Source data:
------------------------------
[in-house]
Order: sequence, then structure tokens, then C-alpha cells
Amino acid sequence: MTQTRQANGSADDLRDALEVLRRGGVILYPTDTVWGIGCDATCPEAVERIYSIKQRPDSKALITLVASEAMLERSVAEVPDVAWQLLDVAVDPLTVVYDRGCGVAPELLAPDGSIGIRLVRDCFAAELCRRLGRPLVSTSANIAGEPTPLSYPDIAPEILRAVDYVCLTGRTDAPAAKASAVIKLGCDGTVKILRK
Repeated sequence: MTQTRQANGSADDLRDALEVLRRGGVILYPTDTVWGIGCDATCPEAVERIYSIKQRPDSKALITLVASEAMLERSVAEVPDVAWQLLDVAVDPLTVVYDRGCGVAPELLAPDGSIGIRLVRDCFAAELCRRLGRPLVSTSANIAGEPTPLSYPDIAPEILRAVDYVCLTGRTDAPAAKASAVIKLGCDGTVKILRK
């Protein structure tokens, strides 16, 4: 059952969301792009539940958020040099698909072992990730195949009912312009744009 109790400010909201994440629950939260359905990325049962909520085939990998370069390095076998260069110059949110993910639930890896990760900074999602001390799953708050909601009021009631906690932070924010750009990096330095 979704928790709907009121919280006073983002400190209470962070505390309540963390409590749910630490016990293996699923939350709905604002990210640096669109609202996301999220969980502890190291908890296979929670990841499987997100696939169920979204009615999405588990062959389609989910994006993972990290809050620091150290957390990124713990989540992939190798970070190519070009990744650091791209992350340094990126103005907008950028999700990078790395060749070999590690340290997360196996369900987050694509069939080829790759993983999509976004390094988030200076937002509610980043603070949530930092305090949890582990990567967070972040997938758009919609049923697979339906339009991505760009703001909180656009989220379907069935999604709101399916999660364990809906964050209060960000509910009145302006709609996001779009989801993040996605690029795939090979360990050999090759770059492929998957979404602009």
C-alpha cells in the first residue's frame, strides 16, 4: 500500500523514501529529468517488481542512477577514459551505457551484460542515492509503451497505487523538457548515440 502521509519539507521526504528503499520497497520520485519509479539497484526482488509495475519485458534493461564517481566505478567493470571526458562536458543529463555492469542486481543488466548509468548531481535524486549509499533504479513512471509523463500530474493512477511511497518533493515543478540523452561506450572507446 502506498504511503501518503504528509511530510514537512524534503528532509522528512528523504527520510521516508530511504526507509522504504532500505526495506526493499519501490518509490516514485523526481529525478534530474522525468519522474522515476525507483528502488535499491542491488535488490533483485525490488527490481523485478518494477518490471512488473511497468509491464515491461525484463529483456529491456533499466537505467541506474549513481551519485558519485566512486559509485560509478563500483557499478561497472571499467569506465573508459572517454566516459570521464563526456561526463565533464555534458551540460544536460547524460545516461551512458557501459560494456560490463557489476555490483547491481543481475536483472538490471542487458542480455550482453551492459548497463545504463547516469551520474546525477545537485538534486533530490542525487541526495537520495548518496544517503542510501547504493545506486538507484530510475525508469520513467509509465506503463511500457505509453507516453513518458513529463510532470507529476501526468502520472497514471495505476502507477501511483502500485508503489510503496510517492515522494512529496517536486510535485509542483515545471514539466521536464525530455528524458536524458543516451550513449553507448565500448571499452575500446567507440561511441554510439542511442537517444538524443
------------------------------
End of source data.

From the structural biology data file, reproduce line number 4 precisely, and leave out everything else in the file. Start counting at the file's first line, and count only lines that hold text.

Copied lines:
Repeated sequence: MTQTRQANGSADDLRDALEVLRRGGVILYPTDTVWGIGCDATCPEAVERIYSIKQRPDSKALITLVASEAMLERSVAEVPDVAWQLLDVAVDPLTVVYDRGCGVAPELLAPDGSIGIRLVRDCFAAELCRRLGRPLVSTSANIAGEPTPLSYPDIAPEILRAVDYVCLTGRTDAPAAKASAVIKLGCDGTVKILRK